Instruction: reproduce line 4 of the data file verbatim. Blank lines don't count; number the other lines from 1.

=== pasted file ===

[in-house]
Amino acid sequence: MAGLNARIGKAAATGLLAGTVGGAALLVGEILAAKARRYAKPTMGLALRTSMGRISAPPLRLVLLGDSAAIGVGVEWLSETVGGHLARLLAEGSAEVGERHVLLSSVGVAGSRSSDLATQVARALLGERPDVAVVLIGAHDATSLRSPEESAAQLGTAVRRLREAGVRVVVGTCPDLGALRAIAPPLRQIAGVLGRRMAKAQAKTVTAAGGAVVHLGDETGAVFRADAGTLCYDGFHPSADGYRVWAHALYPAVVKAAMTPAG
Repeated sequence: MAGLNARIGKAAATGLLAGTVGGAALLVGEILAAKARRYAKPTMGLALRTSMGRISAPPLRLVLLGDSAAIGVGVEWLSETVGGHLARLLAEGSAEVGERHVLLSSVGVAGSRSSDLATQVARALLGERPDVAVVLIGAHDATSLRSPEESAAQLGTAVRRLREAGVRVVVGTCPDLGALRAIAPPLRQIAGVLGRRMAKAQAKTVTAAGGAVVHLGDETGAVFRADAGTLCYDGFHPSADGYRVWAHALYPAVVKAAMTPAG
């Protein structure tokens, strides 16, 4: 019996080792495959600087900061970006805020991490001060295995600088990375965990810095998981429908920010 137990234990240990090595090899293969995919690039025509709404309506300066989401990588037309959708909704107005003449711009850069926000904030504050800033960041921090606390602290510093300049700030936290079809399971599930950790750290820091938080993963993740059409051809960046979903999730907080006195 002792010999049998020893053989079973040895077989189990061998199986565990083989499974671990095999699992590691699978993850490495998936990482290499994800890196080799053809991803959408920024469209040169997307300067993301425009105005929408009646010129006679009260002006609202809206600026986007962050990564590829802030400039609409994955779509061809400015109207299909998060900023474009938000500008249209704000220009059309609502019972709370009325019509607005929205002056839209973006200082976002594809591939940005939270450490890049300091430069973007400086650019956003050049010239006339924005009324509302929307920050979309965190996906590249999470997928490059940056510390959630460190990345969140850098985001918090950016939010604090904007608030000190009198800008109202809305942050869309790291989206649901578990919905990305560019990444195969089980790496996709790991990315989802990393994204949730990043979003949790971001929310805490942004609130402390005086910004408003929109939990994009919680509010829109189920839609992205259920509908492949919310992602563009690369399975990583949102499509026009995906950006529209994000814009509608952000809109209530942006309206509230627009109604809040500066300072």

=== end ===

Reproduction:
């Protein structure tokens, strides 16, 4: 019996080792495959600087900061970006805020991490001060295995600088990375965990810095998981429908920010 137990234990240990090595090899293969995919690039025509709404309506300066989401990588037309959708909704107005003449711009850069926000904030504050800033960041921090606390602290510093300049700030936290079809399971599930950790750290820091938080993963993740059409051809960046979903999730907080006195 002792010999049998020893053989079973040895077989189990061998199986565990083989499974671990095999699992590691699978993850490495998936990482290499994800890196080799053809991803959408920024469209040169997307300067993301425009105005929408009646010129006679009260002006609202809206600026986007962050990564590829802030400039609409994955779509061809400015109207299909998060900023474009938000500008249209704000220009059309609502019972709370009325019509607005929205002056839209973006200082976002594809591939940005939270450490890049300091430069973007400086650019956003050049010239006339924005009324509302929307920050979309965190996906590249999470997928490059940056510390959630460190990345969140850098985001918090950016939010604090904007608030000190009198800008109202809305942050869309790291989206649901578990919905990305560019990444195969089980790496996709790991990315989802990393994204949730990043979003949790971001929310805490942004609130402390005086910004408003929109939990994009919680509010829109189920839609992205259920509908492949919310992602563009690369399975990583949102499509026009995906950006529209994000814009509608952000809109209530942006309206509230627009109604809040500066300072």